China Allows Con Artists to Create ‘Chaos and Dysfunction’ in Medical Supply Sales

China exported 3.86 billion masks and almost 40 million pieces of protective clothing since March 1
AFP/File STR

The South China Morning Post (SCMP) reported on Wednesday that, despite copious promises by the Chinese government to crack down on scammers and con artists, they are still preying upon foreign governments and private citizens desperate to buy masks and other protective equipment to combat the Wuhan coronavirus.

China has long been the world’s largest producer of such equipment. The current state of the Chinese marketplace was described by knowledgeable observers as sheer chaos:

Desperate buyers, many with little experience of doing business in China, have scrambled to secure medical protective equipment at astronomical prices. Export restrictions that appear to change with the wind have confounded customs workers and scuttled shipments.

And con artists in China have fed off the frenzy with promises to source medical goods they cannot or will not deliver. To lure overseas buyers into making a purchase, they often make seductive sales pitches, claim false connections with legitimate medical manufacturers, flaunt authentic-looking paperwork and guarantee a speedy passage through customs.

Michael Crotty, whose Shanghai-based firm Golden Pacific Fashion & Design is making face masks for export, said the “chaos and dysfunction is hard to describe”.

The SCMP investigated the situation by sending reporters to pose as buyers of protective masks, hazmat suits, coronavirus test kits, and other supplies. They found shady characters lurking at every level of the Chinese market pushing dubious products and brandishing fraudulent certifications. 

One outfit investigated by the SCMP appeared to have borrowed an unrelated person’s home address in Australia as the nominal location of its “temporary warehouse,” to the great consternation of the woman who lived there. Confronted with this and other sketchy details of his operation, the suspected con man – who claimed he could deliver an improbably large number of ventilators for coronavirus patients – spouted some slogans popularized by Chinese dictator Xi Jinping and then stopped communicating with the reporters.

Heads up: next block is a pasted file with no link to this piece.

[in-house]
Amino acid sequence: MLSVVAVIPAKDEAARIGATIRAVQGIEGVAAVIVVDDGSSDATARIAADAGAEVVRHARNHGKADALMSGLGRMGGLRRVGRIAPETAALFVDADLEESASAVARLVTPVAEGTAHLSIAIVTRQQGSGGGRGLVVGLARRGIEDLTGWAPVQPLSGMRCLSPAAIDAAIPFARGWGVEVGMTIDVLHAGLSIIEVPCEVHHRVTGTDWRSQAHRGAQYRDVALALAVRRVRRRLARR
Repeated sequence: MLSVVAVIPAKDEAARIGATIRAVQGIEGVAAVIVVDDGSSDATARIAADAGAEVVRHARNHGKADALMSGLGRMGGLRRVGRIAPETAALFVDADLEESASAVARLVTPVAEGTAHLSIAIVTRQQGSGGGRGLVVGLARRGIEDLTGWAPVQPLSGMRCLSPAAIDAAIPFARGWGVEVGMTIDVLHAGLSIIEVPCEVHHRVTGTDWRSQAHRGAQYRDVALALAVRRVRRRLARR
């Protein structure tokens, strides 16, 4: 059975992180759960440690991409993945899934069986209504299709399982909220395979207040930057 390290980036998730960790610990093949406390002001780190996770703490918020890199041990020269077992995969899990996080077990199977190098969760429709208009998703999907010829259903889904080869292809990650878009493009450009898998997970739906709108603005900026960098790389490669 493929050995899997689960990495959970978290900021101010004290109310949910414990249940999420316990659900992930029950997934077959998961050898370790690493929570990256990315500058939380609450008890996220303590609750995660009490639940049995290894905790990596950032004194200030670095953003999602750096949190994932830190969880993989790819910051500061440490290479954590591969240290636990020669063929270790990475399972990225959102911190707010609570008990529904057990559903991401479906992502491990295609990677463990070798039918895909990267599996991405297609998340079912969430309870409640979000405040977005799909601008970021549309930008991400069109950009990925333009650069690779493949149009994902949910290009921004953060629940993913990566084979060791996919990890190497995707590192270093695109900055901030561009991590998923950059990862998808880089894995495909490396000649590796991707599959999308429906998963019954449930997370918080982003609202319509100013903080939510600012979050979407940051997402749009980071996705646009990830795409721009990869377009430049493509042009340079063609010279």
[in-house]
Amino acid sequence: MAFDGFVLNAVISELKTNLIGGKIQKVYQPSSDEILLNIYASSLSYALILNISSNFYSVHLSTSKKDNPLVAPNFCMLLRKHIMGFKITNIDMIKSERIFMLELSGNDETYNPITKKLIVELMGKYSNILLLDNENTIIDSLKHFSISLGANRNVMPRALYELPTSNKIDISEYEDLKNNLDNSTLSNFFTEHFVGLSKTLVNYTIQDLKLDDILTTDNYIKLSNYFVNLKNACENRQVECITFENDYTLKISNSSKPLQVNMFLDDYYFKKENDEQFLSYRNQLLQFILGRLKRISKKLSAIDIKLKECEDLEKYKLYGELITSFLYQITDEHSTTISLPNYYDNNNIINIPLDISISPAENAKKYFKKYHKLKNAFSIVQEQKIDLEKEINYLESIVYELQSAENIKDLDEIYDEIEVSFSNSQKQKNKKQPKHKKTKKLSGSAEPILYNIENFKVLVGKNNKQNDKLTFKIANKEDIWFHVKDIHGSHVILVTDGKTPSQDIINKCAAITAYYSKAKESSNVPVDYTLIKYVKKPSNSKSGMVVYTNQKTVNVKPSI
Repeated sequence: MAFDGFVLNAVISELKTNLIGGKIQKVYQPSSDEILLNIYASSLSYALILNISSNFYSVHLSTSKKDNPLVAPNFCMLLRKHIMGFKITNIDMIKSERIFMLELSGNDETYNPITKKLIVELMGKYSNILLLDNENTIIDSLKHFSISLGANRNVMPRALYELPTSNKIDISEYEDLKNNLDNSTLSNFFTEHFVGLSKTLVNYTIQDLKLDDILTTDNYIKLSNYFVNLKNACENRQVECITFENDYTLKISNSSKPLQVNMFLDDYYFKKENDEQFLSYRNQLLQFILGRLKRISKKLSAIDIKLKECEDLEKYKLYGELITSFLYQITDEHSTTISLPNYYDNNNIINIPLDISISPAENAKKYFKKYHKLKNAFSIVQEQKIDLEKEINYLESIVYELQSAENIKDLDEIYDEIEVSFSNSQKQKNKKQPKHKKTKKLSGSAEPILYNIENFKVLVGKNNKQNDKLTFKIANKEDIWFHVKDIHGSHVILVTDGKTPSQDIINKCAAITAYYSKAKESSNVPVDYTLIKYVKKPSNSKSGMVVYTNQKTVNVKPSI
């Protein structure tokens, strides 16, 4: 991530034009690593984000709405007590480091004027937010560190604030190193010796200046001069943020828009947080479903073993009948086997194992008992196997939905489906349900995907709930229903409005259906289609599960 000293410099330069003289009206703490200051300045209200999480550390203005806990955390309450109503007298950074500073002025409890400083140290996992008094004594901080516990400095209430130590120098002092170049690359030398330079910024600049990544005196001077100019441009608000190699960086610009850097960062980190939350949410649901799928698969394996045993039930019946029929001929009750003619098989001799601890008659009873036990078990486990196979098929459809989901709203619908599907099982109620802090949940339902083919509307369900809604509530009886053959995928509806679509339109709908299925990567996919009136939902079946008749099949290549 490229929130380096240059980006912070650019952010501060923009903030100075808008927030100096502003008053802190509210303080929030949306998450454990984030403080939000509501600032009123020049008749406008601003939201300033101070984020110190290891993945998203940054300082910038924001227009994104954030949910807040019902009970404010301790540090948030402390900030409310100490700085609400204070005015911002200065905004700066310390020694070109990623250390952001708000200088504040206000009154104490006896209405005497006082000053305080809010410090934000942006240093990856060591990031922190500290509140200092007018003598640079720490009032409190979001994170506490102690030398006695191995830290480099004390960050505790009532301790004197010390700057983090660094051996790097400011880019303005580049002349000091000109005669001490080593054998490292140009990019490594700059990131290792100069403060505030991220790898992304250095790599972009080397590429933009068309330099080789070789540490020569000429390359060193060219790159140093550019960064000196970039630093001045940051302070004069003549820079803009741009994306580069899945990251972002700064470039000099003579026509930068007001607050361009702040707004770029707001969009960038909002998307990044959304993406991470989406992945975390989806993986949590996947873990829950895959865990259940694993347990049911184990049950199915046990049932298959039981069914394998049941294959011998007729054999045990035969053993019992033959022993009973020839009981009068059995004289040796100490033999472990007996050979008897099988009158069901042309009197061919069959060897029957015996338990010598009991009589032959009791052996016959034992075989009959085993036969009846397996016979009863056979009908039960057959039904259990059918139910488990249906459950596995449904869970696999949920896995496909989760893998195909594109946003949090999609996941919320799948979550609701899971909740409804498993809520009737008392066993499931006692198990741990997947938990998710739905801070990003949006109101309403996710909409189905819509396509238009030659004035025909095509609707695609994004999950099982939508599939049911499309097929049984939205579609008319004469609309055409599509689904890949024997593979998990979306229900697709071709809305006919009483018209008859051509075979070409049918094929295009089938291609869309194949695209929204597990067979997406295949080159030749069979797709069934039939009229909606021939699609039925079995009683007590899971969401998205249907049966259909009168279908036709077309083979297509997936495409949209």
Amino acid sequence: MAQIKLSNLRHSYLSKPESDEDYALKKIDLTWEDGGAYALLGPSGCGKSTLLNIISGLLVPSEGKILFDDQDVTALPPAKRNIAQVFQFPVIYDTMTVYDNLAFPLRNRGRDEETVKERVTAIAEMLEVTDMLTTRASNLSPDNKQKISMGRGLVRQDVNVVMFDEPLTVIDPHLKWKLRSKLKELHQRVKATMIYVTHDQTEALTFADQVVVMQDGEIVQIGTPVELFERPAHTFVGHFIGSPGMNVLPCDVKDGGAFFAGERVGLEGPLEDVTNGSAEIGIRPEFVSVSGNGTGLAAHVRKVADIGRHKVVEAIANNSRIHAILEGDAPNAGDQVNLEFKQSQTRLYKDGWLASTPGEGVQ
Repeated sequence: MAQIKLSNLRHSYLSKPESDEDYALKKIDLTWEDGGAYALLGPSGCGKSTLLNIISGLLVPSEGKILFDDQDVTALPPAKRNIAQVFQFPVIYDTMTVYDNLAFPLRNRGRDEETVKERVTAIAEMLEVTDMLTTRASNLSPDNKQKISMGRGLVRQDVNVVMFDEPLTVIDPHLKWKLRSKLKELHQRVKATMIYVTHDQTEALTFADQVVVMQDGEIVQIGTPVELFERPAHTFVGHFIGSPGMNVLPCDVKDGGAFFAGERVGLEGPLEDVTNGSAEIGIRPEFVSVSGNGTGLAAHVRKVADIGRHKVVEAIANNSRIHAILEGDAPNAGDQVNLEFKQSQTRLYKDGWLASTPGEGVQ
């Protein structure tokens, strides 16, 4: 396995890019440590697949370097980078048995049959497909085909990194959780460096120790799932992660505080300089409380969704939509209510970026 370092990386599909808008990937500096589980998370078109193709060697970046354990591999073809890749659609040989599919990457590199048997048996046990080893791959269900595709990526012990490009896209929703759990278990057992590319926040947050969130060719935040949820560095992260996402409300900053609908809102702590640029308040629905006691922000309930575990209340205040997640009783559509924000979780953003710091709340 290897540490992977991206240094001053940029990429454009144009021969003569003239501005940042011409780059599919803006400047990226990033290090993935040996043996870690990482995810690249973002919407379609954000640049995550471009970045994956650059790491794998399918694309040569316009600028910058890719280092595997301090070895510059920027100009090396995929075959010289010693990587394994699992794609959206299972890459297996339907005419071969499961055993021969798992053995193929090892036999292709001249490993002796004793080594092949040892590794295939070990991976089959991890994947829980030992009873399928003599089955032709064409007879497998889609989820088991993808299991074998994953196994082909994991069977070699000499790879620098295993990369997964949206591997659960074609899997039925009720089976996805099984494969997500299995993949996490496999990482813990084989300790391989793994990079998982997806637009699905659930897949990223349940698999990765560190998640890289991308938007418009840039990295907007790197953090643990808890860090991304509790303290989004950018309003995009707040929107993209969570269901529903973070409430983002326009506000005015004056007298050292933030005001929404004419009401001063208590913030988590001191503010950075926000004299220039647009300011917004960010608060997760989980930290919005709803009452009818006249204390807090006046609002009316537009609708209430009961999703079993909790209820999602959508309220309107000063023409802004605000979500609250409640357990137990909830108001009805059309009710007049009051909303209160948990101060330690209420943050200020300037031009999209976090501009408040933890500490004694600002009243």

The SCMP said most legitimate sources of hot coronavirus equipment have backorders stretching into the winter, so desperate buyers are taking more chances on dodgy operations pushing low-quality products. Phony paperwork, false claims of ties to legitimate manufacturers, and special deals involving large sums of cash upfront have become common. The reporters said eight of the nine suppliers they investigated “provided documentation made out to different companies” when asked for their bona fides.

The general sense conveyed by market experts who spoke with the SCMP is that buyers are so desperate to get their hands on coronavirus supplies that they are taking gambles on sources they know are dicey and allowing themselves to be shaken down for exorbitant prices.

The Chinese Communist government is perpetually promising to crack down on scam operations, but Beijing’s efforts to date fall short of those promises and have made the market worse in some ways:

After European buyers complained about defective products, China in April tightened export controls on a range of PPE goods. This further roiled medical-goods supply chains, creating confusion at customs and delaying shipments of much-needed cargo.

Buyers, freight forwarders and legal professionals have been “befuddled” by vague wording and contradictory information in new export rules, [U.S.-based lawyer Steve] Dickinson said.

“[They] put a range of legitimate steps on parties who were exporting, instead of just having it as a free-for-all,” said Nigel Blair, the head of Nihao Global, which has launched a vetted online marketplace for Chinese medical supplies.

The market, however, was still rife with “bootleggers” trying to take advantage of the crisis, he added.

China’s “gold rush” in mask production as the Wuhan coronavirus spread across the globe inspired over 38,000 companies to register as suppliers, overwhelming the ability of overseas buyers and regulatory agencies to tell good companies from bad. Some of the quality issues appear to stem from factory equipment that was hastily repurposed to create masks instead of other goods, using lower-grade material that was acquired for other purposes.

Faulty medical equipment from Chinese suppliers has caused huge problems for buyers in Canada, Spain, the Czech Republic, the United Kingdom, Turkey, and the Netherlands, among others. The Chinese Communist Party has dismissed complaints about low-quality masks by blaming the victims for dealing with unlicensed suppliers, or in one notorious case, accusing the customers of using the defective equipment improperly.

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